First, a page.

Fidelity's Stock-Picking Head Hogan to Transfer Within Firm

Brian Hogan, who oversees the Fidelity Investment stock-picking unit, is moving to another role within the firm.

Fidelity's Stock-Picking Head Hogan to Transfer Within Firm
Traffic and pedestrians pass a Fidelity Investments office in Boston, Massachusetts. (Photographer: JB Reed/Bloomberg News)

(Bloomberg) -- Brian Hogan, who oversees the Fidelity Investment stock-picking unit that’s faced scrutiny over sexual harassment allegations, is moving to another role within the firm.

Hogan, who has been with the Boston-based money manager since 1994, will become head of investment solutions and innovation, according to Vincent Loporchio, a Fidelity spokesman. The firm is in the process of looking for a new stock-picking head, he said.

Loporchio said Hogan’s move is consistent with Fidelity’s focus on career vitality and bringing fresh perspectives to various businesses. “One way Fidelity will continue to innovate and grow is to create opportunities for the company’s leaders," he said.

Fidelity, which managed $2.4 trillion as of September, has been rocked in recent months by allegations involving incidences of sexual misconduct. Gavin Baker, a star portfolio manager in the stock-picking group, was dismissed in September amid accusations that he sexually harassed a junior female employee. A spokesman for Baker told the Wall Street Journal that he denies the allegations and that Baker left the firm amicably.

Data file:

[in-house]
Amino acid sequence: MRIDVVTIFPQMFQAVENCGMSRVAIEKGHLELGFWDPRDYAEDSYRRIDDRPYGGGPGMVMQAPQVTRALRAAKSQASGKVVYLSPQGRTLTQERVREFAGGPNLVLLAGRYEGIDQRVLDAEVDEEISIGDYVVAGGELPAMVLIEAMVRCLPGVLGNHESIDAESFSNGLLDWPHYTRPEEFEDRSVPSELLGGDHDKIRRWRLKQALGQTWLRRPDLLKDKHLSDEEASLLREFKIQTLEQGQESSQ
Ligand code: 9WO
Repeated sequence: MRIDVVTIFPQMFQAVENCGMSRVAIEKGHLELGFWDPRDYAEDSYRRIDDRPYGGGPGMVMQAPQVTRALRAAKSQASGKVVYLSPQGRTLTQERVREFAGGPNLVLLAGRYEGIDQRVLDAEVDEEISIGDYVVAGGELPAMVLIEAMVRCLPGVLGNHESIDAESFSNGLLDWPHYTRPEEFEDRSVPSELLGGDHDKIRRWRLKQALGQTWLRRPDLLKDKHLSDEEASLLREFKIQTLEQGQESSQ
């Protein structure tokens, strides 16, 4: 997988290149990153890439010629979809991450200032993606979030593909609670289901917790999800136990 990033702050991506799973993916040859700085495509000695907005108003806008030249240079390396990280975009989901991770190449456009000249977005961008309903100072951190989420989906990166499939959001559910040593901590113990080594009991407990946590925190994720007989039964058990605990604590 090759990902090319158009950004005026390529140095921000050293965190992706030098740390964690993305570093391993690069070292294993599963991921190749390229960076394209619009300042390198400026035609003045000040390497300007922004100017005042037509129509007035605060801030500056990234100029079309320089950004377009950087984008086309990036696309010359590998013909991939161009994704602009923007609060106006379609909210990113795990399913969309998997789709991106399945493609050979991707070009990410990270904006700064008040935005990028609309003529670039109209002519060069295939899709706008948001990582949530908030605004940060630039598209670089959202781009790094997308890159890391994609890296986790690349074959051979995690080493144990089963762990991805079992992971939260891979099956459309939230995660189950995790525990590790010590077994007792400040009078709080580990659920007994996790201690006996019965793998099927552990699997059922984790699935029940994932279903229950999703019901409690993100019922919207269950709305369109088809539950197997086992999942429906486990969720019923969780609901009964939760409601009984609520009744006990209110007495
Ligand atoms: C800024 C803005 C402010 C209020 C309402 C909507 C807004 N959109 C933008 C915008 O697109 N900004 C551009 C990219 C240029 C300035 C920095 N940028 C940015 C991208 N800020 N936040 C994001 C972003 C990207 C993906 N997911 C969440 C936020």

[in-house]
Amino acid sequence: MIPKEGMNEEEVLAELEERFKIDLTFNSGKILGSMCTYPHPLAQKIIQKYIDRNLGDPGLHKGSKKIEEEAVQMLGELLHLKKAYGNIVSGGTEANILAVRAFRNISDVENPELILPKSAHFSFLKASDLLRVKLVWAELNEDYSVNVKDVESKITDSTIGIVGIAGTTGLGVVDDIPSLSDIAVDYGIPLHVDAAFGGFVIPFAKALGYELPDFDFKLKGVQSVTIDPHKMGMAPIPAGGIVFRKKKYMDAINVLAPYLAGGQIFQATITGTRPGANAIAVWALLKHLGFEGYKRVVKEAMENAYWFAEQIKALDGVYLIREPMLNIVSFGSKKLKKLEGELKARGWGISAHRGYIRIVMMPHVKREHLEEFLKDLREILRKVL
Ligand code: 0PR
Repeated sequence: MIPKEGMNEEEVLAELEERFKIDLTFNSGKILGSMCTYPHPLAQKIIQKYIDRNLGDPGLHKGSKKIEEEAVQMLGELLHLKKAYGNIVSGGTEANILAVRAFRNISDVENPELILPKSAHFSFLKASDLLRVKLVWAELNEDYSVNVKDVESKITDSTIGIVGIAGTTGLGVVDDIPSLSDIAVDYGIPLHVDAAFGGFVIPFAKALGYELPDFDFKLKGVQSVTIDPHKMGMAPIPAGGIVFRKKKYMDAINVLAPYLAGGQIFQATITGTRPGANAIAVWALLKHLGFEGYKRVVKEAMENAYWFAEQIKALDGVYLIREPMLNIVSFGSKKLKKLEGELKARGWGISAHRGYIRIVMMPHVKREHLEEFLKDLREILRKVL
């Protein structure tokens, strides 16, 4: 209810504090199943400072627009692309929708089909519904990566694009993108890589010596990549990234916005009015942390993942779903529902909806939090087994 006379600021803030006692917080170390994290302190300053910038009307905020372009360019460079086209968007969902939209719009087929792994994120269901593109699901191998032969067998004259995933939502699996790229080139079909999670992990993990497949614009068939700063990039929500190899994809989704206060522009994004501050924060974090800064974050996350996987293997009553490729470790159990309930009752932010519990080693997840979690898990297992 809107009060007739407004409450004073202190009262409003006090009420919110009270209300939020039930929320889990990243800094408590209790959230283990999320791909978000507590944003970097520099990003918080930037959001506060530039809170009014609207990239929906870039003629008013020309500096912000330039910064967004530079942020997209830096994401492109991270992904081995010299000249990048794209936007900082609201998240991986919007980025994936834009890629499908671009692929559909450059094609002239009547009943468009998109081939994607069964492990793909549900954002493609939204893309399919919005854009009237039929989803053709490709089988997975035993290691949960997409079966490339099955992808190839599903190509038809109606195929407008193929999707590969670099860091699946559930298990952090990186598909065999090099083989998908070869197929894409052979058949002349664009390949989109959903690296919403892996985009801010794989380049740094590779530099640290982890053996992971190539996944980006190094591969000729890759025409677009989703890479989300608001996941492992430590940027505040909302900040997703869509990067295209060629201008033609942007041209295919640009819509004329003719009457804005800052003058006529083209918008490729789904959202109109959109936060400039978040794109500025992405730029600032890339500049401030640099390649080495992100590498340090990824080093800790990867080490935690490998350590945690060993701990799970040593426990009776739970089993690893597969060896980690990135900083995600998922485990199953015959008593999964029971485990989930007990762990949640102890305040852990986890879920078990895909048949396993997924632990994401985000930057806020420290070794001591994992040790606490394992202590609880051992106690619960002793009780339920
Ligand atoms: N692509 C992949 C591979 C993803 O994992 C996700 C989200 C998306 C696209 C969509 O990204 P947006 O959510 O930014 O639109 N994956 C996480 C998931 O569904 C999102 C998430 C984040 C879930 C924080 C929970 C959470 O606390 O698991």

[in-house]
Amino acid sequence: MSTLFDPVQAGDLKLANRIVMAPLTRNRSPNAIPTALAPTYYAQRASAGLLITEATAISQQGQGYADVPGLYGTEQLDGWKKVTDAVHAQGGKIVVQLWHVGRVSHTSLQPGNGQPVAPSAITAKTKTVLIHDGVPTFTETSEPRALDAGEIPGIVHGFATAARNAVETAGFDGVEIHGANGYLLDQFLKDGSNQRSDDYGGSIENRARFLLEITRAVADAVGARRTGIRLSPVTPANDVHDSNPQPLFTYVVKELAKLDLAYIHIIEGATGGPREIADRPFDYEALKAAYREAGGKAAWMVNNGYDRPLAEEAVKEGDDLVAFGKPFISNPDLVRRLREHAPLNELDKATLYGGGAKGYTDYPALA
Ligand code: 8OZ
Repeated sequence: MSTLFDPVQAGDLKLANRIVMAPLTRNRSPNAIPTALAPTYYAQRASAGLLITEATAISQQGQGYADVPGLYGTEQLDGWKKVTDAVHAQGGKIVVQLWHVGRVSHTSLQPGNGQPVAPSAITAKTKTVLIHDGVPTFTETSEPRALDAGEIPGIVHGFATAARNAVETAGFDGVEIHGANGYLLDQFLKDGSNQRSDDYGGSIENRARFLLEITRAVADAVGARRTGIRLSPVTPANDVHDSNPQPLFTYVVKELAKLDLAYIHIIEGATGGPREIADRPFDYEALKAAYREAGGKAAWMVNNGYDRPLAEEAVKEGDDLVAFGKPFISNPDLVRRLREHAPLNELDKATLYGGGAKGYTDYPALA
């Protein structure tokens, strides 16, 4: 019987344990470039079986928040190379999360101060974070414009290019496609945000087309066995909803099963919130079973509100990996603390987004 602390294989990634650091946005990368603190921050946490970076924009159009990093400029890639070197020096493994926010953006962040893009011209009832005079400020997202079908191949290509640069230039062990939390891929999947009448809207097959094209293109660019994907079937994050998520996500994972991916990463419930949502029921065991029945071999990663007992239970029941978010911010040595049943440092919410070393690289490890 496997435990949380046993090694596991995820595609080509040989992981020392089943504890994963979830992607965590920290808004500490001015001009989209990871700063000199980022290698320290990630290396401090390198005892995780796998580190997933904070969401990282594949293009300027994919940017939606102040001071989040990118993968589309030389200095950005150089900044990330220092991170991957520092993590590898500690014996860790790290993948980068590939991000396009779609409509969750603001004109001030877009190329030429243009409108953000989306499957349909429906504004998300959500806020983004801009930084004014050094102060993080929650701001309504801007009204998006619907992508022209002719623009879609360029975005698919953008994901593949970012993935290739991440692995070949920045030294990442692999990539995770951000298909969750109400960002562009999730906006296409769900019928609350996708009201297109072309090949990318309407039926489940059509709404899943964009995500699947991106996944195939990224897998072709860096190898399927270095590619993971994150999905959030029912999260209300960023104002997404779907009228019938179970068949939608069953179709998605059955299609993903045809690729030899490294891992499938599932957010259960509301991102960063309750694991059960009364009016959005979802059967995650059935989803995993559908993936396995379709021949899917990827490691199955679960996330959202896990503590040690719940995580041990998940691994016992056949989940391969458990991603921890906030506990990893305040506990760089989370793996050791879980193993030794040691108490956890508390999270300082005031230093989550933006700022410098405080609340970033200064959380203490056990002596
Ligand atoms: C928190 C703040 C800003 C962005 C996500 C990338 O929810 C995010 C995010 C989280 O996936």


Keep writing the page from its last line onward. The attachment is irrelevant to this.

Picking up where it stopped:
C. Robert Chow, who was most recently part of Fidelity’s allocation group, left in October amid allegations of inappropriate remarks.

Fidelity has taken steps to respond to the harassment, with Chief Executive Officer Abigail Johnson pledging to root out mistreatment of women. Johnson moved her office to the 11th floor of Fidelity’s headquarters, where many of the money managers and other key employees work.  

The firm has also created a response committee, conducted a cultural survey with investment professionals and required that all its employees undergo new training. Hogan held an emergency staff meeting in October to stress the firm’s zero-tolerance policy for inappropriate workplace conduct, including sexual harassment, Bloomberg reported that month.

Hogan, who took over management of the equity division in 2009, is replacing Bart Grenier in the shift. Grenier will lead asset management for Fidelity International, said Loporchio.

The former equity chief will report to Kathleen Murphy, who runs personal investing, which offers investment and financial planning services to individuals. Hogan, 53, had reported to Charles Morrison, who is head of asset management.

Hogan didn’t respond to a call for comment on his transfer.

To contact the reporter on this story: Sabrina Willmer in Boston at

To contact the editors responsible for this story: Margaret Collins at, Vincent Bielski

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